As the number of students in quarantine and contact isolation has risen, campus employment has had to adapt to function with fewer student employees.
The most obvious sign of the growing stress COVID-19 has placed on student employment is AJ’s cafe reduced hours. Due to the increasing number of student employees in quarantine, the cafe now closes at 7:30 p.m. on the weekdays instead of midnight.
As of last Thursday, A.J.’s had 18 student employees in quarantine, including student manager Michaela Frohnen.
“With this last batch, I went into quarantine, as well as the other students who work nights regularly,” Frohnen said. “So Bon Appetit made the decision to shorten the hours of the cafe until we get back.”
Student employment at the contact center has also decreased as a result of the spike in COVID-19 cases on campus. Of its 64 student employees, about one-third are currently in contact isolation.
“Normally, we have people call in dropping shifts because they haven’t been feeling well or because they have to study for a test,” said Elizabeth Turner, assistant director of the contact center. “But recently, we’ve had shifts down to one or two or three agents, which is not normal.”
According to Turner, stress-levels are at an all-time high because adult staff and student leaders have begun taking more calls, which means that supervisors aren’t always available when student employees need help troubleshooting a caller’s problem. .
Although the admissions department has had up to 12 student ambassadors in contact isolation at once, prospective student tours still function as regularly scheduled.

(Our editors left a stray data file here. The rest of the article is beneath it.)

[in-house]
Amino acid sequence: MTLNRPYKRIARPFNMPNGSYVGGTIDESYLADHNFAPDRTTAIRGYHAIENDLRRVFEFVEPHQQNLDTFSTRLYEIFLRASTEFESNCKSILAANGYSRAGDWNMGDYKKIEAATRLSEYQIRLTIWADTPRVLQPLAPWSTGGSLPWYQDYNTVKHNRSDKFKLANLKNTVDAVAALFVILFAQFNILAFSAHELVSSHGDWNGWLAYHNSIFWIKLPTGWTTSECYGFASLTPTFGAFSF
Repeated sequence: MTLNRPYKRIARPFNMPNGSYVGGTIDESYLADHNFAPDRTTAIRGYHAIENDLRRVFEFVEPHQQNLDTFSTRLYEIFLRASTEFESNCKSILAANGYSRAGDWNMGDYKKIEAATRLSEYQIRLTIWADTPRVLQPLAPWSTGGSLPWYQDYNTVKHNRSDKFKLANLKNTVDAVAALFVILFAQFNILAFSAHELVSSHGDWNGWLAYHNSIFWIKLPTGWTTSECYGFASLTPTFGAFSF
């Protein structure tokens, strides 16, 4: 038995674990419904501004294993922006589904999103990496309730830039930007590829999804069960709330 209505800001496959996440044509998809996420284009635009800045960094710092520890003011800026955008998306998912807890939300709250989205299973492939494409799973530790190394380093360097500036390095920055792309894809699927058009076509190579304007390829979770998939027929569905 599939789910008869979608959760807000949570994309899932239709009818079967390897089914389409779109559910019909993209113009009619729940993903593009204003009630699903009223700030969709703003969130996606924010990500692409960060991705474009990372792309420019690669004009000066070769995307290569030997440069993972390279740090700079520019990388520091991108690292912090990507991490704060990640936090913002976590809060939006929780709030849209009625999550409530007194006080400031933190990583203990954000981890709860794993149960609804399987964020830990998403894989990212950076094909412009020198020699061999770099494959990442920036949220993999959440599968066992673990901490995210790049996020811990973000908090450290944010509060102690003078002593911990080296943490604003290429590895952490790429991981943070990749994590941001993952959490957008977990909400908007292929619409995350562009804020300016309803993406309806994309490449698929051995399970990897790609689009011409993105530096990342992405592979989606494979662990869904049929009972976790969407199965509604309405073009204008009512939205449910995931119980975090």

“We’ve been able to navigate it well,” said Zachary Miller, senior director of admissions. “We’ve had to make last minute adjustments to students covering different tours, but we haven’t had to make big changes to visitors schedules.”
Miller attributes the admissions department’s success in the face of COVID-19 to the department’s flexibility with the number of hours student ambassadors work and the number of student ambassadors needed on any given day.
According to Miller, the only change the admission department has made is temporarily canceling overnight dorm visits. Extra dorm rooms are kept empty in case they are needed for students who are contact isolated.
“Hillsdale is bucking the trend, so to speak,” Miller said. “We are really one of the only schools we know of to host guests in the traditional sense. Most other schools, if they are having visitors, are abbreviating their stays, but we still want to give the full Hillsdale experience.”
Management at both A.J.’s and the contact center stressed how flexible students have been adjusting to the challenges of the past few weeks. Despite the extra stress, students at both establishments have been more than willing to cover the shifts dropped by colleagues in quarantine.
According to Fronhen, some students are now working 20-hour weeks. Turner concurred.
“All of our agents are so wonderful, they’ve all been so willing to pick up extra shifts,” she said. “Today we had no one scheduled from our 1:00 to 2:00 p.m. shift and one student who was taking the week off for non-COVID related reasons still volunteered to come in.”